What Is Talent Mapping and How Do You Map Talent?
6 min. Read
Last Updated: 03/30/2023
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Are you cultivating the talent today that your business will need tomorrow? It can be difficult to find and secure high-quality employees these days, which is why talent mapping is so important for your organization's larger talent management initiatives. This process works to help determine future talent needs, assess the viability of your current staff to meet those needs, source high-potential players in your field for future recruitment, and develop a strategic plan to fill identified skills and talent gaps. Here's a closer look at how talent mapping in recruiting can help you meet your staffing goals.
What Is Talent Mapping in Recruitment?
Talent mapping is a strategic approach to help businesses anticipate and meet long-term hiring goals. While businesses may certainly have short-term or immediate hiring needs, talent maps focus on the organization's overall goals and the employees needed to help them get there. This not only involves recruiting the right talent, but it also focuses on talent development, refreshing existing job roles and descriptions as needed, forecasting future roles, retention, and career path planning.
Since talent mapping is a multi-pronged approach to talent management, this process can take shape in many ways. One basic talent mapping example is looking at HR data to identify sales leaders who may be nearing retirement age in the next three years. Part of the talent map process would include identifying potential successors, evaluating any ways in which these leadership roles need to evolve to meet the business's larger goals (e.g., future leaders who have a strong customer service background), and putting training plans in place for those individuals.
What Is Candidate Mapping? Is It Different From Talent Mapping?
Candidate mapping may be part of your larger talent mapping strategy, particularly if the talent map process identifies the need to hire outside the organization. This is the practice of visualizing each step of the candidate's experience and identifying and improving (if needed) each interaction a candidate will have during your recruiting, interview, and selection process. This practice is beneficial because it helps you put yourself in candidates' shoes and better understand their needs in different phases of the journey. It's also a great way to address any spots where there may be friction or an otherwise negative experience.
The key benchmarks to consider and questions to ask when evaluating your candidate map are:
- Awareness: The initial stage where candidates become aware of your brand. How and where does an individual find out about the company for the first time?
- Consideration: Candidates research your company and compare it with competitors. How would a candidate learn about your company's employee value proposition?
- Interest: Candidates express interest in your company. How would they find information to compare different companies to work for?
- Application: Candidates apply for an open position. What are the steps a candidate takes when they decide to apply for a position?
- Selection: Candidates go through the selection process. What does the candidate selection process look like?
- Hire: A candidate becomes a new hire. What does the job offer and hiring process look like?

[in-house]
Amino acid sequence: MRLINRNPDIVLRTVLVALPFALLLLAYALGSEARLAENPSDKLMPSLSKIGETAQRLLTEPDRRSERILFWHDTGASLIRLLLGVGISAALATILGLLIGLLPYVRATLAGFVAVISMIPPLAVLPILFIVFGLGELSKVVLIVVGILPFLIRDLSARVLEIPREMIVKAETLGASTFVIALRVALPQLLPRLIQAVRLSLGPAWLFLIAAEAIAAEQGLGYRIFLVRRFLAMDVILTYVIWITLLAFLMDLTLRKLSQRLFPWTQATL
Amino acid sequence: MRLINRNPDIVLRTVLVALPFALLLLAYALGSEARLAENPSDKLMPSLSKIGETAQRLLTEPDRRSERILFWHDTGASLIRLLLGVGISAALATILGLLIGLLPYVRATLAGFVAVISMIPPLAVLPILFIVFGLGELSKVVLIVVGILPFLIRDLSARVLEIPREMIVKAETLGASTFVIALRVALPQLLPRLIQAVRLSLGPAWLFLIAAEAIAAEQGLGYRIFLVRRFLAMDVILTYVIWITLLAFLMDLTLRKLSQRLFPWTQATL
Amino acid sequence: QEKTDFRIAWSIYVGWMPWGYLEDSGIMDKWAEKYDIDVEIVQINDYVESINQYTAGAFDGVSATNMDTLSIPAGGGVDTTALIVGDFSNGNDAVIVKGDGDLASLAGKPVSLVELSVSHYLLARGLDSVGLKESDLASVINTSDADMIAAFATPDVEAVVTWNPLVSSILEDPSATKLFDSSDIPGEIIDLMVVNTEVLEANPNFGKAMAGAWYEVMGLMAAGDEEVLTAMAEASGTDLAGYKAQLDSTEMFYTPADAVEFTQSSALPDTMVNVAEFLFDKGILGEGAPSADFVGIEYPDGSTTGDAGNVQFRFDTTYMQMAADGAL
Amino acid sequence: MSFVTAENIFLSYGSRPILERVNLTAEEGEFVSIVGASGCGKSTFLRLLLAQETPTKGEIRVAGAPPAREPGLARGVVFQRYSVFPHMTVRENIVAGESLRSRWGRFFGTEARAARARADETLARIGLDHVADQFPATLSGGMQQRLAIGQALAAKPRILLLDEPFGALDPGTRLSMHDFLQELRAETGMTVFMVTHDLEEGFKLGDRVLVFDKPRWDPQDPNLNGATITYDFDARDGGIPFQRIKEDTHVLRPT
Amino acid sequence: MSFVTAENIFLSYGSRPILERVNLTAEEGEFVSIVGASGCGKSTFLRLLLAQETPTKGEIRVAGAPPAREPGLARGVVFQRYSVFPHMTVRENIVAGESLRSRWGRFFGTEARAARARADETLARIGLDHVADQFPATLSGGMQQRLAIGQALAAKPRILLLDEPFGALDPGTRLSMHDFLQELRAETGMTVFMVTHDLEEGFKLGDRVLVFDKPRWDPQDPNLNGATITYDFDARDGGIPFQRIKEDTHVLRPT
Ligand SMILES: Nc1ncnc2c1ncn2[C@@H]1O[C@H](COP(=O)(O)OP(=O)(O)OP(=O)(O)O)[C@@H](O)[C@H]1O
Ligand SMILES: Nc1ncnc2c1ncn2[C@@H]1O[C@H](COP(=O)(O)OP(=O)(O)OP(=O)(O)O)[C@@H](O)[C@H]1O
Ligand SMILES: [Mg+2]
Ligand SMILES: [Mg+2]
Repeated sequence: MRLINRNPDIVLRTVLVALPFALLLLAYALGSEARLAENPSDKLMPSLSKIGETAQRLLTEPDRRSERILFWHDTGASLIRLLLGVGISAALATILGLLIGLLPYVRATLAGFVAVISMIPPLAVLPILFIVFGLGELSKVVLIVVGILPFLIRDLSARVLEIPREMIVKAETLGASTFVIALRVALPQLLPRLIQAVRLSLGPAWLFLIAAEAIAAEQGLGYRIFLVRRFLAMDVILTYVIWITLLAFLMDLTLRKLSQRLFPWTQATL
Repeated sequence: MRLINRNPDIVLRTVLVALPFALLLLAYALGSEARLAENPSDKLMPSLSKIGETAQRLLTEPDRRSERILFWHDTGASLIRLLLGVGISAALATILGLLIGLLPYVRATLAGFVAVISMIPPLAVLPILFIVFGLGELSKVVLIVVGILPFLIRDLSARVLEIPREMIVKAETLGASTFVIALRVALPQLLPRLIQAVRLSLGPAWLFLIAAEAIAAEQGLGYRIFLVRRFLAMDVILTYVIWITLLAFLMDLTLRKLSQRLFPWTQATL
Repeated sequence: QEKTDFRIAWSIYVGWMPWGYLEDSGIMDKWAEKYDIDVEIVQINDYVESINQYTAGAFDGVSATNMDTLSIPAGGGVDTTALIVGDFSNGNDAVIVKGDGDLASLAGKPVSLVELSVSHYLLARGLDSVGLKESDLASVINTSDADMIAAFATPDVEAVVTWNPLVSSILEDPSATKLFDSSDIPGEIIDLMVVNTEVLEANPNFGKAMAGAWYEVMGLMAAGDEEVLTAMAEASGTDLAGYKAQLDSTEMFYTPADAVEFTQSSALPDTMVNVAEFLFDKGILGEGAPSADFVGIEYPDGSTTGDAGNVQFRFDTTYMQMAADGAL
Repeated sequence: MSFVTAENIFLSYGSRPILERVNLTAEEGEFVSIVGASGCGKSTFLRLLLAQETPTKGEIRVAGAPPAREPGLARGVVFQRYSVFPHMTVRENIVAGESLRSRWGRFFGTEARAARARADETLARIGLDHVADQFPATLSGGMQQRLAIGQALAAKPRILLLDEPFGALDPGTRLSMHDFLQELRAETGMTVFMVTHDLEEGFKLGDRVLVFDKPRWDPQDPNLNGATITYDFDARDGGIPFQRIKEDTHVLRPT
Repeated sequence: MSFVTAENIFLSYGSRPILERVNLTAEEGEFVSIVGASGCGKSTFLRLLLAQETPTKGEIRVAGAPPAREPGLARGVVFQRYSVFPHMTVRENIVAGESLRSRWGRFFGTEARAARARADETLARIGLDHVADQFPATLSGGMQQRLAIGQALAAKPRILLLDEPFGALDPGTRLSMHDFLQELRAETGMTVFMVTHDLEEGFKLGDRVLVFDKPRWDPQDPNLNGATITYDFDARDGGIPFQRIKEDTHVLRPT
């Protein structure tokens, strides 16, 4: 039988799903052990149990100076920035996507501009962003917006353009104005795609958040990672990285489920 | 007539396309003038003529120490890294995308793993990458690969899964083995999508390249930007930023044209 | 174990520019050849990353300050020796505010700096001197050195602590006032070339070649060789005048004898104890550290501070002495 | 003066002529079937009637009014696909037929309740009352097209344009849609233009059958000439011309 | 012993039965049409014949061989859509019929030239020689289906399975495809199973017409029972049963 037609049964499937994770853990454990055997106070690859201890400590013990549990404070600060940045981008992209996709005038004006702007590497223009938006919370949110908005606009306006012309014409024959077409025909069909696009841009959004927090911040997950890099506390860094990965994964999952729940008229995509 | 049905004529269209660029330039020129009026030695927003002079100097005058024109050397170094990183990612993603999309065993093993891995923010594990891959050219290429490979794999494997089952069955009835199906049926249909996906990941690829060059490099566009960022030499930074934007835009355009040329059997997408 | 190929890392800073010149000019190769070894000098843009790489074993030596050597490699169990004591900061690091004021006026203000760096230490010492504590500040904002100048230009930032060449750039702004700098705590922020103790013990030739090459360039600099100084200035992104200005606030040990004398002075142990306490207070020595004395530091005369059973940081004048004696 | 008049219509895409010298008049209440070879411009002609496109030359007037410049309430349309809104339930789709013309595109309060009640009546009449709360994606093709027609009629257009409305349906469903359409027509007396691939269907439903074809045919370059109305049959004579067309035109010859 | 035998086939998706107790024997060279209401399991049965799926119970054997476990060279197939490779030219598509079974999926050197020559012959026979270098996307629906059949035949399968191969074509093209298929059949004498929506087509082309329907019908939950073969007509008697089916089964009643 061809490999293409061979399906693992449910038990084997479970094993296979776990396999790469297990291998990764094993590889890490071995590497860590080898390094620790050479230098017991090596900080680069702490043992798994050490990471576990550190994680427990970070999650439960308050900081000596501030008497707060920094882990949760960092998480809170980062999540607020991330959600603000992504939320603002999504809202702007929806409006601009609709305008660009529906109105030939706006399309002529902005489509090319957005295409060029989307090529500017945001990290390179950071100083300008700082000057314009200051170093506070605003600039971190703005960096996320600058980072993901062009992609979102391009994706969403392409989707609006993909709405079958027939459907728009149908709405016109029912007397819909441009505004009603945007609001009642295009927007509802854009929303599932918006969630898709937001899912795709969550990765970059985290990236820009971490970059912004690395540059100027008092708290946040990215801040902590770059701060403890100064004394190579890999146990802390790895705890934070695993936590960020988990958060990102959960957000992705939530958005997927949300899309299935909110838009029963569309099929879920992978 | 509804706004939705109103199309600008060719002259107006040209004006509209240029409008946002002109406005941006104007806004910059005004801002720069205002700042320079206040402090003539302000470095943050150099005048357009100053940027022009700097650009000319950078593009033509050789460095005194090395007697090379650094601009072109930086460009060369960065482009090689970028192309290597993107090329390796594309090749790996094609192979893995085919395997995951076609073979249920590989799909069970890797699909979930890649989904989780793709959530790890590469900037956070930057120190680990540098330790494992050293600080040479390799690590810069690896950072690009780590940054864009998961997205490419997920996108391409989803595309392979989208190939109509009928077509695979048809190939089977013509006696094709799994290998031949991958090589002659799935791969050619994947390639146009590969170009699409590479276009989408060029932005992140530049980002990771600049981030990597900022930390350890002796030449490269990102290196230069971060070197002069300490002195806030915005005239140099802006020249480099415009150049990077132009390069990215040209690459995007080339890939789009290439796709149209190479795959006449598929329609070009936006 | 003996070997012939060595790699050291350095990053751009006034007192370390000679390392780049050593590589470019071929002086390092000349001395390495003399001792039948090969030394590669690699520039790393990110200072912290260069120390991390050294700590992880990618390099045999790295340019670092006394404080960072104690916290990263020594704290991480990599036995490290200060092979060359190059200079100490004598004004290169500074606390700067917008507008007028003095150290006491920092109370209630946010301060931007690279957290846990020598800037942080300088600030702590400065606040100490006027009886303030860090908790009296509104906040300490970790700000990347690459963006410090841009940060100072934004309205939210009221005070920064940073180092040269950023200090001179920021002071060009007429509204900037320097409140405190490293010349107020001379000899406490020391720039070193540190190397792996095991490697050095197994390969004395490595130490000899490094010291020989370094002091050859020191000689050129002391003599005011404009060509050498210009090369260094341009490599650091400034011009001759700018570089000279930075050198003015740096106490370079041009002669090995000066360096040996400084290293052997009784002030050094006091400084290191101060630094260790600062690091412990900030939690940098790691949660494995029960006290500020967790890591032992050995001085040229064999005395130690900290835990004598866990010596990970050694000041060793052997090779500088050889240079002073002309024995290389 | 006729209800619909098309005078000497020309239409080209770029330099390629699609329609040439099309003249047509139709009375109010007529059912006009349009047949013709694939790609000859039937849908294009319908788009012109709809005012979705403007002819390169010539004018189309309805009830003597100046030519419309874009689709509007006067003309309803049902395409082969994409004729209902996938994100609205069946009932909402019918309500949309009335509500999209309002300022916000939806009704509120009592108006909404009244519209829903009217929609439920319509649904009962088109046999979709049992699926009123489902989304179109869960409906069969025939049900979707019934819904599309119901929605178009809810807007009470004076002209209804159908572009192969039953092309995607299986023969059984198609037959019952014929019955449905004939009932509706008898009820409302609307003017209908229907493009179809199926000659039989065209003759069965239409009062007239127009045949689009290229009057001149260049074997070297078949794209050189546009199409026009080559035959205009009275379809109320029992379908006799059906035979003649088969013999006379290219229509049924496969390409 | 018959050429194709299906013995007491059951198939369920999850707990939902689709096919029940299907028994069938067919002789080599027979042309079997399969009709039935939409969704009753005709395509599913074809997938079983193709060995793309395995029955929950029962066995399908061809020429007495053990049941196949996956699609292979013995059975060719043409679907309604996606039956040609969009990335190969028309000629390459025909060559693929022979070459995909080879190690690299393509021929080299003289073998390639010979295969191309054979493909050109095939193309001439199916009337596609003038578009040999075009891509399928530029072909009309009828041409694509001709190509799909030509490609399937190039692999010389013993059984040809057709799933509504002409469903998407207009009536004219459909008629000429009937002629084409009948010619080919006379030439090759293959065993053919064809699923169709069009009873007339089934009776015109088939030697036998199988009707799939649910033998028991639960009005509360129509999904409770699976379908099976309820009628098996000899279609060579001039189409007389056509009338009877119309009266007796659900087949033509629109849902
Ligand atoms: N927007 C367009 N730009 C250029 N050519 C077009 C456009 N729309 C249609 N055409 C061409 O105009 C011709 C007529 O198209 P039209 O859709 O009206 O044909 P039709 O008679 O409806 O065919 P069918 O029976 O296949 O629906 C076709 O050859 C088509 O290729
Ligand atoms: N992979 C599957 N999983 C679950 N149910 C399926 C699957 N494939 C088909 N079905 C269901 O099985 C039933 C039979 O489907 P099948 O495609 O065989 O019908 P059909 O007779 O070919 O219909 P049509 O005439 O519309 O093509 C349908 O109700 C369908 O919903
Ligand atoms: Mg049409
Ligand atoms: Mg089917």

What Are the Benefits of Talent Mapping?
The benefits of talent mapping are directly linked to a business' ability to help project future human resources needs. The process, while extensive, can result in higher employee retention rates, better overall employee satisfaction, and improved performance. Specifically, a few benefits may include:
- Reduced time-to-hire rates: The talent map process helps businesses plan and secure the necessary resources for a role before a vacancy comes up.
- Identifying stars and future leaders: It's more important than ever to keep great employees and eliminate as much as possible the possibility that they're lost to competitors. Developing star employees' skill sets and providing comprehensive career development plans are critical for your future business success.
- Conserved hiring resources: Talent mapping allows you to prioritize open positions that will have the biggest impact on company growth.
- Greater return on hiring investment: Much of the time, energy, and financial investment that goes into hiring and training new employees is unavoidable. But the longer an employee stays with a company and effectively contributes to it, the greater the return on investment in hiring that person. This has a positive impact on both new employees and current or tenured ones.
What Are the Challenges of Talent Mapping?
Talent management is a critical component of your broader workforce management strategy, since recruiting, training, retaining, and promoting the right people are essential steps in reaching larger business goals. Nevertheless, there's potential to run into challenges such as:
- Struggling to get companywide buy-in: The success of strategic talent management hinges on a companywide commitment. Your HR team may play a leading role in making this happen, from identifying talent management as a strategic priority to determining how and where that focus will be applied. But without total buy-in — from company leaders, employees, and supervisors — talent mapping initiatives may fall by the wayside.
- Addressing gaps in the process that led to turnover: Looking at data from past employees (particularly information gathered during exit interviews), you may realize that there were gaps in the process that led to star workers leaving. Plus, they took skills and knowledge that may be crucial for the business to get where it needs to go. This can be difficult to come to terms with, but you can leverage these findings to make concrete changes: implementing stay interviews, considering boomerang employees, and evaluating the company's process for gathering employee feedback.